Why the Actual Death Toll Far Less Than Reported or Expected

The problem with anything new is that there is typically a lot of unknowns to figure out. This coronavirus pandemic is no different, which makes it hard to estimate pretty much everything about it.

The little data we do have comes from nations like China, who has not honestly reported all cases or deaths, and Italy, where the health and social infrastructure is so vastly different from ours. 

To help the nation understand more about this virus and how it will affect us, several groups of leading US researchers have come up with a few models to predict things like the death rate, the total number of cases, amount of hospital beds needed, and even the amount of ventilators each hospital should have on hand. 

However, each model is different, and some vastly so. Even within one specific group’s data, there is significant play in numbers, causing some to revise their models frequently.

The Institute for Health Metrics and Evaluation at the University of Washington or IHME, for example, had one that predicted anywhere from 38,000 to nearly 180,000 deaths in the United States through August 1, with the best guess of 93,531 deaths.

But now, with new information, IHME’s model was just updated and released on Sunday to note a 14 percent decrease in the number of total number deaths in comparison with the model’s target projection and 30 percent less than their worst-case scenario. They now say that between 49,431 and 136,401 will die, with a forecast of 81,766 deaths. 

However, even this may be significantly high. 

According to their previous model, IHME predicted that on April 4, New York City would need a total of 65,400 hospital beds to handle the incoming cases of coronavirus. However, in reality, only 15,905 beds were actually used, according to local sources and former New York Times reporter Alex Berenson. This means their calculations were four times too high. 

President Trump said at Sunday’s press conference, “It’s turning out that we need less hospital beds. We may have models, but we’ve sort of been saying that. In New York, we were saying we think you’re gonna need less.”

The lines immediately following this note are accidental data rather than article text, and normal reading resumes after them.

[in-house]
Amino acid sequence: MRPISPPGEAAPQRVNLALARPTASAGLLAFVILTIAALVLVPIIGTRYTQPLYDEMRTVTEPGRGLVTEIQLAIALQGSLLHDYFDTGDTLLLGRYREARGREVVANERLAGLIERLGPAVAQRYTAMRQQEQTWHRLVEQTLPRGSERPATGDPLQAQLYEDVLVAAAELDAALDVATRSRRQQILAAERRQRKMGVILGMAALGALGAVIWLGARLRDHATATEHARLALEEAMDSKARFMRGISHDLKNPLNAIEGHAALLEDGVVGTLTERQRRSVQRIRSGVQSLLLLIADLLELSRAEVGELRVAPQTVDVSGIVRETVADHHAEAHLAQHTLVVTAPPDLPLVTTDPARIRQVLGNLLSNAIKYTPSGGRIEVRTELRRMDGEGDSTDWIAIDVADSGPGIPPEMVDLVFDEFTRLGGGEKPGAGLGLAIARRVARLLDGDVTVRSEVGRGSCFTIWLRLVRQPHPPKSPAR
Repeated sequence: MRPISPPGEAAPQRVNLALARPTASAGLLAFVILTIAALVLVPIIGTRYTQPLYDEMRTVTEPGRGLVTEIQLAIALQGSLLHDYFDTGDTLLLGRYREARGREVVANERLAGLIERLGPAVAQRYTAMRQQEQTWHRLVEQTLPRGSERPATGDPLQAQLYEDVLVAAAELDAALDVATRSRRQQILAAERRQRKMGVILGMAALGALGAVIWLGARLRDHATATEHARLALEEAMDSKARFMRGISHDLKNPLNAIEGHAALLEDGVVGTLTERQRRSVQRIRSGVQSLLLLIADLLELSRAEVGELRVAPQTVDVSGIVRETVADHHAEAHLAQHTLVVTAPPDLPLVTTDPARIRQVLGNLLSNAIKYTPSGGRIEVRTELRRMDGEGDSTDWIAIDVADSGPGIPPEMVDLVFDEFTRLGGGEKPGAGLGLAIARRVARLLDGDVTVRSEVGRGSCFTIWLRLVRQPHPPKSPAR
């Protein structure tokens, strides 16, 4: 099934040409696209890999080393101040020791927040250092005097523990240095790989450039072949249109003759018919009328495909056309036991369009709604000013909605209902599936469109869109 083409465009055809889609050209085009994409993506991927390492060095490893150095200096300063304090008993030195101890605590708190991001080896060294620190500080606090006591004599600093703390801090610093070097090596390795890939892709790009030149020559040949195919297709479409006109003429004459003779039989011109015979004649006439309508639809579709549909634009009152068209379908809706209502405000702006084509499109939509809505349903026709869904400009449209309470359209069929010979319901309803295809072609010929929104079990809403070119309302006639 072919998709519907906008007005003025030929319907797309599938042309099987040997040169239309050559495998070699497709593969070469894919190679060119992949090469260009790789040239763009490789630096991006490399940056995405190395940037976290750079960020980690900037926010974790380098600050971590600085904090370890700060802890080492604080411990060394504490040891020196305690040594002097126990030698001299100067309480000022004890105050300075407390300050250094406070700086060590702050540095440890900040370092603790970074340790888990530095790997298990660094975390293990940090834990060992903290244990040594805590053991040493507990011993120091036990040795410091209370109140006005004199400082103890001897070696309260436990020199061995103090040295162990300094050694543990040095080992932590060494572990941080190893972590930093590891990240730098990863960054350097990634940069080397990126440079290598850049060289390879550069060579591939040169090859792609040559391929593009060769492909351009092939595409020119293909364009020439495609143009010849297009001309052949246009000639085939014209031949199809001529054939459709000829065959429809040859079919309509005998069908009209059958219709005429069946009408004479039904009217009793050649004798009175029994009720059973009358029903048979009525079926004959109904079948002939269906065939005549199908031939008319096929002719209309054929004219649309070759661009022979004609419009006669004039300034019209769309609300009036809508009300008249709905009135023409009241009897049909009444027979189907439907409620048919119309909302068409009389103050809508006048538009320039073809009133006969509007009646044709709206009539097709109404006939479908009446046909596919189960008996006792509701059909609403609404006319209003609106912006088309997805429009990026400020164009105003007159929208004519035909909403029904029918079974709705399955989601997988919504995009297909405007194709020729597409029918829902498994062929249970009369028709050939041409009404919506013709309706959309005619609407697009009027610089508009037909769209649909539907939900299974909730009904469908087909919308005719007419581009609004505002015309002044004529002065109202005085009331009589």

Of course, given the sporadic testing and general nature of the disease, the actual amount of beds used could be somewhat miscalculated. Here and there, I’m sure a few were missed. But 37,000 some? Doubtful. 

And while their new numbers are lower, it’s not four times smaller, as reality says it should be. 

So what does that mean for the death count? 

Is it four times too high? 

According to The Washington Post, who spoke to several experts, we have no idea. Most are in agreement that the White House’s numbers don’t seem accurate but too high, and by how much, they haven’t a clue. 

Columbia University epidemiologist Jeffrey Shaman says, “We don’t have a sense of what’s going on in the here and now, and we don’t know what people will do in the future. We don’t know if the virus is seasonal, as well.”

And it doesn’t help that the CDC has issued new guidance that tells hospitals to list COVID-19 as the cause of death even if it’s “assumed to have caused or contributed to death.” The latest issue literally says that no tests or diagnosis needs to be made. 

The CDC states that the International Statistical Classification of Diseases and Related Health Problems (ICD) has created two new codes to be used for death: one for coronavirus and another for one assumed but not diagnosed COVID-19 cases. But because lab “tests results are not typically reported on death certificates,” this second code won’t really be used. 

Instead, “the rules for coding and selection of the underlying cause of death are expected to result in COVID-19 being the underlying cause more often than not. COVID-19 should be reported on the death certificate for all decedents where the disease caused or is assumed to have caused or contributed to death.”

They even say that “other chronic conditions such as COPD or asthma that may have also contributed” should be listed in “Part II” but not as the primary cause. 

So if someone comes in for anything remotely similar to the flu, which claims between 24,000 and 63,000 a year in America, and that person dies, COVID-19 can be listed as the cause of death. 

As if we don’t already have any clue, let’s just skew the data even more.